I’ll go out on a limb here and state that part of what enabled both of them to feel content with their position in the greater society was the belief that there were two kinds of artistic creation—work created for the sake of the art itself and work created for monetary success. In the beginning of the 21st century, there is no clear either/or; everything has become completely blurry from both an aesthetic and an economic standpoint. I would argue that there never were only two “kinds” of music, but now those two larger buckets hold no water. I would also argue that the wall that divided the “two kinds of music” from one another was equally harmful to both sides and that there is no music, no matter how erudite the methods used to formulate it, that cannot be appreciated by a wider audience than it currently has. And aside from the ubiquity of music that is created without the slightest regard to the genre distinctions of earlier eras, the monetization of any kind of music making is still undergoing a massive transitional process. When I used the expression “outside the commercial mainstream” to describe the majority of the music we feature on NewMusicBox, Eddie Schwartz–author of the Pat Benatar’s 1980 blockbuster single “Hit Me With Your Best Shot,” president of the Songwriters Association of Canada (SAC), and the prime mover behind a newly formed alliance called Music Creators North America (MCNA)–asked me how much music I thought was commercially viable nowadays.
In an essay I quoted from above, Bob Ostertag, a composer whom I would have clearly placed in the “outside the commercial mainstream” camp once upon a time, explained how he is now forced to charge people for his music just in order to make it available in places where people actually look for music and listen to what they find there. And Mary Sydnor, a 22-year-old contributor to Drexel University’s online magazine and the author of my final citation, opined that the so-called classical music community is actually less elitist than many denizens of pop culture. All of which brings us back to that gathering of music creators in D.C.
Most of the North American attendees I encountered came from, for lack of a better term, the various worlds of “pop” songwriting (country, rock, etc.). But among the Europeans were Martin Q. Larsson, president of the Society of Swedish Composers, a representative organization for composers of “contemporary classical composition,” and Tomislav Saban, secretary general of the Croatian Composers Society (HDS) which organizes the Music Biennale Zagreb. (I initially met Saban, who is also the vice president of the European Composer and Songwriter Alliance, a.k.a. ECSA, during the ISCM’s 2011 World New Music Days which was hosted by the Biennale.) Also present was Lesley Thulani Luthuli, the executive producer for the South African-based Wala Entertainment, who has recently formed the Pan African Composers and Songwriter Alliance (PACSA), a group that will hopefully address the shocking inequities of royalty distribution to African musical creators that I learned about during the IAMIC Conference in Greece last year.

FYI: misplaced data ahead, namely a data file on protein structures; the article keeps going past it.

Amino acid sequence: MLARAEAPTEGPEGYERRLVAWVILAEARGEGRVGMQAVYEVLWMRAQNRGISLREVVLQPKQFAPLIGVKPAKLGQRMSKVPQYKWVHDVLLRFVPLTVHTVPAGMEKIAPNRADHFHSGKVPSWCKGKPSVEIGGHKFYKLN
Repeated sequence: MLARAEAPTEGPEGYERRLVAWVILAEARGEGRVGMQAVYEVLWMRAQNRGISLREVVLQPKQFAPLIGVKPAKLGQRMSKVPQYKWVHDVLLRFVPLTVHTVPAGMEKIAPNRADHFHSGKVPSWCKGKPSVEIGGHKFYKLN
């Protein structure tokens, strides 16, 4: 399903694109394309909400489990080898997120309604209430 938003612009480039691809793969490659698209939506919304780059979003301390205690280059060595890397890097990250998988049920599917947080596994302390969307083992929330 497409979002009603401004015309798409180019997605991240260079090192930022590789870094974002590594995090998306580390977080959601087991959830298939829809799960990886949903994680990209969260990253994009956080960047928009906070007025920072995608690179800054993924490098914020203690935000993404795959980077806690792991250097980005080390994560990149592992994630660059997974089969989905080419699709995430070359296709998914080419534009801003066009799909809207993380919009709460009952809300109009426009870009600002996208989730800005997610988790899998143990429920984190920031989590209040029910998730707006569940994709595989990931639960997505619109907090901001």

A recurring theme during the talks in D.C. was the need to articulate to the general public the need for music to be disseminated on the basis of fair trade. Some of the people who spoke proposed that music creators should look to the fair trade coffee movement of the past decade as a model for how to proceed. Many coffee drinkers are willing to pay more money for their coffee if they believe that their money will reach the farmers who actually produced the coffee. The creators of the music are like those farmers in that, as Eddie Schwartz put it, “We create the one essential element in an enormous value chain. Creators need to determine fair compensation; it shouldn’t be imposed on us from anyone else.”
Another pressing concern that several attendees spoke about is the need for performing rights organizations (PROs) to be based in the territories where they collect royalties. This is predominantly an issue for Europeans since there is growing momentum for PROs from various EU member states to compete with one another rather than to be the exclusive representative for creators within their own national borders. Opponents of this new business model claim that it will weaken PROs based in smaller countries and as a result will erode the culture of—as well as ultimately hurt the economic livelihood of creators based in—these smaller countries. According to Patrick Ager, secretary general of ECSA, “Exclusive assignment is a necessity of culture in Europe.” Another major issue that was on a lot of people’s minds was the negative impact of direct licensing, specifically the lack of transparency in the negotiation of such licenses. Perhaps no one put it more succinctly than Nashville-based songwriter Rick Carnes, the charismatic president of the Songwriters Guild of America: “If we can’t be a part of the process, then we’re not going to approve the process.” Like a classic labor leader, Carnes pulls no punches. He asserted that “whatever happens to any creator happens to all of us.” Seemingly taking a page from cognitive linguist George Lakoff (author of the provocative Don’t Think of an Elephant), Carnes asserted that the community of music creators needs to come up with its own language rather than argue positions using the frames that other constituencies—whether its technology companies, record labels, publishers, or anyone else—use for them. As he said, “It is important to have arguments based on your principles, not just Google’s principles.”
None of the people I met in D.C. last week were content to create music in a society that doesn’t value it, either aesthetically or economically. We should not be content either.